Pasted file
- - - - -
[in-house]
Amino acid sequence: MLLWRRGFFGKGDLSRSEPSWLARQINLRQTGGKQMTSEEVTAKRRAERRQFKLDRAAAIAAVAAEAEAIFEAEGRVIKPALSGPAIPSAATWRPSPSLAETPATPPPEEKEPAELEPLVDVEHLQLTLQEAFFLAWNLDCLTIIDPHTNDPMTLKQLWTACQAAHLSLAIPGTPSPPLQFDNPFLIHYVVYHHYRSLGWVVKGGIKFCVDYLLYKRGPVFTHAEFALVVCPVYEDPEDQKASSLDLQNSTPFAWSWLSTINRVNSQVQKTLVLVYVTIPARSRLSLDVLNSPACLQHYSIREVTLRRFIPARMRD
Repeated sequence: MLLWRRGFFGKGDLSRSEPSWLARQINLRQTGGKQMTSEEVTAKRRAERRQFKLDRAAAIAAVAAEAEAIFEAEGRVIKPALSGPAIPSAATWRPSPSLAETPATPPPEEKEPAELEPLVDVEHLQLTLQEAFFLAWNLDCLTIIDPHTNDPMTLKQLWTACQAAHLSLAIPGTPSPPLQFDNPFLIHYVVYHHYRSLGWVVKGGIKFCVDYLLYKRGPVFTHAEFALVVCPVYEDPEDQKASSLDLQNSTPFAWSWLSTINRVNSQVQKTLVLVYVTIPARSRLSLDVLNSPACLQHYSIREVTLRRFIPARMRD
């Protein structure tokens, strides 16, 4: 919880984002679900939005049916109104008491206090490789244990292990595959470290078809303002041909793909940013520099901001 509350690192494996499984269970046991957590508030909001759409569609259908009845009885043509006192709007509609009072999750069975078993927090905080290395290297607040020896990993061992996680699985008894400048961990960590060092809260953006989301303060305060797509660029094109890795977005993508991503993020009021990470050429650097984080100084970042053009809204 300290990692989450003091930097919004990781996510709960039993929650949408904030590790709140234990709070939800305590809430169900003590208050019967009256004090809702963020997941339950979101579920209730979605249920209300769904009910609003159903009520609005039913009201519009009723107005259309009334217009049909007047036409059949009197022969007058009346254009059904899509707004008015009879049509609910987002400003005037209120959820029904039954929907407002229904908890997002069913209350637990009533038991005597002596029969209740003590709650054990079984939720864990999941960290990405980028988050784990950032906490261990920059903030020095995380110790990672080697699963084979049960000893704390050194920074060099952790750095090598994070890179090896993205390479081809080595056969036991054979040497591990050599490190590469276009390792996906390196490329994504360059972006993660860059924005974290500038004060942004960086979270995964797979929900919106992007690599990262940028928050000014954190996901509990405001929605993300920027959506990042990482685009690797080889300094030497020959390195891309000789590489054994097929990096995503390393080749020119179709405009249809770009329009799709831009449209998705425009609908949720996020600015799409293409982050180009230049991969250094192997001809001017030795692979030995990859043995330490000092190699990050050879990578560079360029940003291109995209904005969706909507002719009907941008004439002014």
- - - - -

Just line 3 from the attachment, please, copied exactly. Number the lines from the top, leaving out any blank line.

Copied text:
Repeated sequence: MLLWRRGFFGKGDLSRSEPSWLARQINLRQTGGKQMTSEEVTAKRRAERRQFKLDRAAAIAAVAAEAEAIFEAEGRVIKPALSGPAIPSAATWRPSPSLAETPATPPPEEKEPAELEPLVDVEHLQLTLQEAFFLAWNLDCLTIIDPHTNDPMTLKQLWTACQAAHLSLAIPGTPSPPLQFDNPFLIHYVVYHHYRSLGWVVKGGIKFCVDYLLYKRGPVFTHAEFALVVCPVYEDPEDQKASSLDLQNSTPFAWSWLSTINRVNSQVQKTLVLVYVTIPARSRLSLDVLNSPACLQHYSIREVTLRRFIPARMRD